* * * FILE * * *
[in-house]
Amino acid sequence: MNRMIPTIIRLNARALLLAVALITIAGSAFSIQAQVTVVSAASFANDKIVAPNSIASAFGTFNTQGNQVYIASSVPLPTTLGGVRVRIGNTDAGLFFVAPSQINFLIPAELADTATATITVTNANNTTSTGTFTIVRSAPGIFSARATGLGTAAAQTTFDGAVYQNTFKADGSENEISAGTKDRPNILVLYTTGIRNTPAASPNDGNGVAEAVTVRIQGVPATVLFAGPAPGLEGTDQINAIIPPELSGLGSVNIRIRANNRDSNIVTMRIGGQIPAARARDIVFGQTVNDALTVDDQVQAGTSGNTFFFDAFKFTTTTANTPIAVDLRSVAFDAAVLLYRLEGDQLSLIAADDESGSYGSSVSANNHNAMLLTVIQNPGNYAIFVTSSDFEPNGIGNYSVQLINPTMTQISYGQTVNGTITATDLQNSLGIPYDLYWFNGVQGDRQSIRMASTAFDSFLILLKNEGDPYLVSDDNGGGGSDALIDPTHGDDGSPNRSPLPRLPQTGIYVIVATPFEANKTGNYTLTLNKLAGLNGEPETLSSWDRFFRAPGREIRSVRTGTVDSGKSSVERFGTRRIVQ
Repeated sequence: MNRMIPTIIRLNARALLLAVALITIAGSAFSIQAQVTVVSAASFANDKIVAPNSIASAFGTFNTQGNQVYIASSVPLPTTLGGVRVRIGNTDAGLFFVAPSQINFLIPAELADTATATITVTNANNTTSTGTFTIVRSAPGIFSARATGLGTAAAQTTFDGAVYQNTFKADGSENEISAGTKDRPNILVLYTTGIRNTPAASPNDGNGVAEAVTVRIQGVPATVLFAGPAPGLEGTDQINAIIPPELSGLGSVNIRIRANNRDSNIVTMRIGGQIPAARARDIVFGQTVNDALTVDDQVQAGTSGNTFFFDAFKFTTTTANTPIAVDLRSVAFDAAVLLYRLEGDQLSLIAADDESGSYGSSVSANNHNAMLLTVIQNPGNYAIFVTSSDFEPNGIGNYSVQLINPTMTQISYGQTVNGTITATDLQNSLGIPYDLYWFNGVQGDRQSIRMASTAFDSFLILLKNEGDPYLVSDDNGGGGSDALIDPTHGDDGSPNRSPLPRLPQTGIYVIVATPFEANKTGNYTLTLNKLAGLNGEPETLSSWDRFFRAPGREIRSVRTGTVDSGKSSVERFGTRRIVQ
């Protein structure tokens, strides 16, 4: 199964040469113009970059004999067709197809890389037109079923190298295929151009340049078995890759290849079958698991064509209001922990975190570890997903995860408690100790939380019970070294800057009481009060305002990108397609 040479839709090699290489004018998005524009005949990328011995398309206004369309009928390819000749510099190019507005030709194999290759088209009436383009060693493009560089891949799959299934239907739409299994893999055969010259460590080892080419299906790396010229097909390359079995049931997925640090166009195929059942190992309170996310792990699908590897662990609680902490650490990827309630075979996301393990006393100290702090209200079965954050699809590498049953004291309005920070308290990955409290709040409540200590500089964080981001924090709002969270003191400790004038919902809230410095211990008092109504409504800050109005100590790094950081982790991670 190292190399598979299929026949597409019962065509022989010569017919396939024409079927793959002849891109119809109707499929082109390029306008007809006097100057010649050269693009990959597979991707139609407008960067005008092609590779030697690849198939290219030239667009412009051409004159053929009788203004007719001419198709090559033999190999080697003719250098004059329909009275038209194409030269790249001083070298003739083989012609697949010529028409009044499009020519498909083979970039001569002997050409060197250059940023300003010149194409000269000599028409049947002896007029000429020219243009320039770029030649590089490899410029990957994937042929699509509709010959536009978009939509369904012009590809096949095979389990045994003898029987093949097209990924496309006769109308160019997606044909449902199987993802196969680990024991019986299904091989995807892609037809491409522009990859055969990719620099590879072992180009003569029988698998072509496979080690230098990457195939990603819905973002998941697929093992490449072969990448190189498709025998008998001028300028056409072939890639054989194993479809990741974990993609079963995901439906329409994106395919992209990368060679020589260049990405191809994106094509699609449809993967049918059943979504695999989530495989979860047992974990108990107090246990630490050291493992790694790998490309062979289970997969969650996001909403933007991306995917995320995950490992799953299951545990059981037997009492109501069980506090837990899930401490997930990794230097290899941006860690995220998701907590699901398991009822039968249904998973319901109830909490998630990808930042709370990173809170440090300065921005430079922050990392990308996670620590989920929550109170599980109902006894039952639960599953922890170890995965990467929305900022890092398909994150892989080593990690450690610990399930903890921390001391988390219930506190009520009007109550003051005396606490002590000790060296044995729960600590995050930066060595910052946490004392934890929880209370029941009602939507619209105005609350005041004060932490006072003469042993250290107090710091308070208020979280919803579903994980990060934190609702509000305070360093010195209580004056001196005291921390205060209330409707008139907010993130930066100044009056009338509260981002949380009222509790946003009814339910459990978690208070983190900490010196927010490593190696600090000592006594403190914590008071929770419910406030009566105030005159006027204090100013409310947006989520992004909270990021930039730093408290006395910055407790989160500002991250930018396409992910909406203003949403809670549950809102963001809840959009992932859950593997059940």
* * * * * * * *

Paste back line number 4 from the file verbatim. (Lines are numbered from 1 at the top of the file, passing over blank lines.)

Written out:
């Protein structure tokens, strides 16, 4: 199964040469113009970059004999067709197809890389037109079923190298295929151009340049078995890759290849079958698991064509209001922990975190570890997903995860408690100790939380019970070294800057009481009060305002990108397609 040479839709090699290489004018998005524009005949990328011995398309206004369309009928390819000749510099190019507005030709194999290759088209009436383009060693493009560089891949799959299934239907739409299994893999055969010259460590080892080419299906790396010229097909390359079995049931997925640090166009195929059942190992309170996310792990699908590897662990609680902490650490990827309630075979996301393990006393100290702090209200079965954050699809590498049953004291309005920070308290990955409290709040409540200590500089964080981001924090709002969270003191400790004038919902809230410095211990008092109504409504800050109005100590790094950081982790991670 190292190399598979299929026949597409019962065509022989010569017919396939024409079927793959002849891109119809109707499929082109390029306008007809006097100057010649050269693009990959597979991707139609407008960067005008092609590779030697690849198939290219030239667009412009051409004159053929009788203004007719001419198709090559033999190999080697003719250098004059329909009275038209194409030269790249001083070298003739083989012609697949010529028409009044499009020519498909083979970039001569002997050409060197250059940023300003010149194409000269000599028409049947002896007029000429020219243009320039770029030649590089490899410029990957994937042929699509509709010959536009978009939509369904012009590809096949095979389990045994003898029987093949097209990924496309006769109308160019997606044909449902199987993802196969680990024991019986299904091989995807892609037809491409522009990859055969990719620099590879072992180009003569029988698998072509496979080690230098990457195939990603819905973002998941697929093992490449072969990448190189498709025998008998001028300028056409072939890639054989194993479809990741974990993609079963995901439906329409994106395919992209990368060679020589260049990405191809994106094509699609449809993967049918059943979504695999989530495989979860047992974990108990107090246990630490050291493992790694790998490309062979289970997969969650996001909403933007991306995917995320995950490992799953299951545990059981037997009492109501069980506090837990899930401490997930990794230097290899941006860690995220998701907590699901398991009822039968249904998973319901109830909490998630990808930042709370990173809170440090300065921005430079922050990392990308996670620590989920929550109170599980109902006894039952639960599953922890170890995965990467929305900022890092398909994150892989080593990690450690610990399930903890921390001391988390219930506190009520009007109550003051005396606490002590000790060296044995729960600590995050930066060595910052946490004392934890929880209370029941009602939507619209105005609350005041004060932490006072003469042993250290107090710091308070208020979280919803579903994980990060934190609702509000305070360093010195209580004056001196005291921390205060209330409707008139907010993130930066100044009056009338509260981002949380009222509790946003009814339910459990978690208070983190900490010196927010490593190696600090000592006594403190914590008071929770419910406030009566105030005159006027204090100013409310947006989520992004909270990021930039730093408290006395910055407790989160500002991250930018396409992910909406203003949403809670549950809102963001809840959009992932859950593997059940």